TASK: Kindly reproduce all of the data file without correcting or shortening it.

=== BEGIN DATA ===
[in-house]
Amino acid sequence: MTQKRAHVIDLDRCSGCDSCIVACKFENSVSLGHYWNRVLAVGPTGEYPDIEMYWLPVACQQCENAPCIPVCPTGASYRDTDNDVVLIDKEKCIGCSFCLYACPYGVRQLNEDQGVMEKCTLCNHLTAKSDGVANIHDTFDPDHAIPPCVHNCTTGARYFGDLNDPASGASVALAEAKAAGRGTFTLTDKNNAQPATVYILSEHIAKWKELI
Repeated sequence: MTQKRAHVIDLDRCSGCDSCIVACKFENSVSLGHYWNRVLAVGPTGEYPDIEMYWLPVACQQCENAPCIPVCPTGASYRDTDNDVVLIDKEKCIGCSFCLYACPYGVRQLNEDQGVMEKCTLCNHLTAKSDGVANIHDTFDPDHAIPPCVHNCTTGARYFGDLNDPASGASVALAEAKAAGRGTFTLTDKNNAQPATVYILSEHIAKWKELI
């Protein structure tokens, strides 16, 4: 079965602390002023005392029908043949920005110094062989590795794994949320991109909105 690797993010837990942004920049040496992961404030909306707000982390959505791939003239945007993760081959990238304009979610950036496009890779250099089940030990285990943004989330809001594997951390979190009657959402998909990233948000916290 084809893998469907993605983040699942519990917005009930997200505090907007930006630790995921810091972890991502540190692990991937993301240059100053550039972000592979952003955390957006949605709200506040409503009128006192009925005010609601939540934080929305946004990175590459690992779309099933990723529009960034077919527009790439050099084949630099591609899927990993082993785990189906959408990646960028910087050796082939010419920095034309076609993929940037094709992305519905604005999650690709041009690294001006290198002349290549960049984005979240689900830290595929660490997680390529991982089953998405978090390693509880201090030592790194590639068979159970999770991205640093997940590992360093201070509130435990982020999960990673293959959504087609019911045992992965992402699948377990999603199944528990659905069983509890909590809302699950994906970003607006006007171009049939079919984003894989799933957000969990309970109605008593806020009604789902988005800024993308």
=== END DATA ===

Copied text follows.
[in-house]
Amino acid sequence: MTQKRAHVIDLDRCSGCDSCIVACKFENSVSLGHYWNRVLAVGPTGEYPDIEMYWLPVACQQCENAPCIPVCPTGASYRDTDNDVVLIDKEKCIGCSFCLYACPYGVRQLNEDQGVMEKCTLCNHLTAKSDGVANIHDTFDPDHAIPPCVHNCTTGARYFGDLNDPASGASVALAEAKAAGRGTFTLTDKNNAQPATVYILSEHIAKWKELI
Repeated sequence: MTQKRAHVIDLDRCSGCDSCIVACKFENSVSLGHYWNRVLAVGPTGEYPDIEMYWLPVACQQCENAPCIPVCPTGASYRDTDNDVVLIDKEKCIGCSFCLYACPYGVRQLNEDQGVMEKCTLCNHLTAKSDGVANIHDTFDPDHAIPPCVHNCTTGARYFGDLNDPASGASVALAEAKAAGRGTFTLTDKNNAQPATVYILSEHIAKWKELI
């Protein structure tokens, strides 16, 4: 079965602390002023005392029908043949920005110094062989590795794994949320991109909105 690797993010837990942004920049040496992961404030909306707000982390959505791939003239945007993760081959990238304009979610950036496009890779250099089940030990285990943004989330809001594997951390979190009657959402998909990233948000916290 084809893998469907993605983040699942519990917005009930997200505090907007930006630790995921810091972890991502540190692990991937993301240059100053550039972000592979952003955390957006949605709200506040409503009128006192009925005010609601939540934080929305946004990175590459690992779309099933990723529009960034077919527009790439050099084949630099591609899927990993082993785990189906959408990646960028910087050796082939010419920095034309076609993929940037094709992305519905604005999650690709041009690294001006290198002349290549960049984005979240689900830290595929660490997680390529991982089953998405978090390693509880201090030592790194590639068979159970999770991205640093997940590992360093201070509130435990982020999960990673293959959504087609019911045992992965992402699948377990999603199944528990659905069983509890909590809302699950994906970003607006006007171009049939079919984003894989799933957000969990309970109605008593806020009604789902988005800024993308």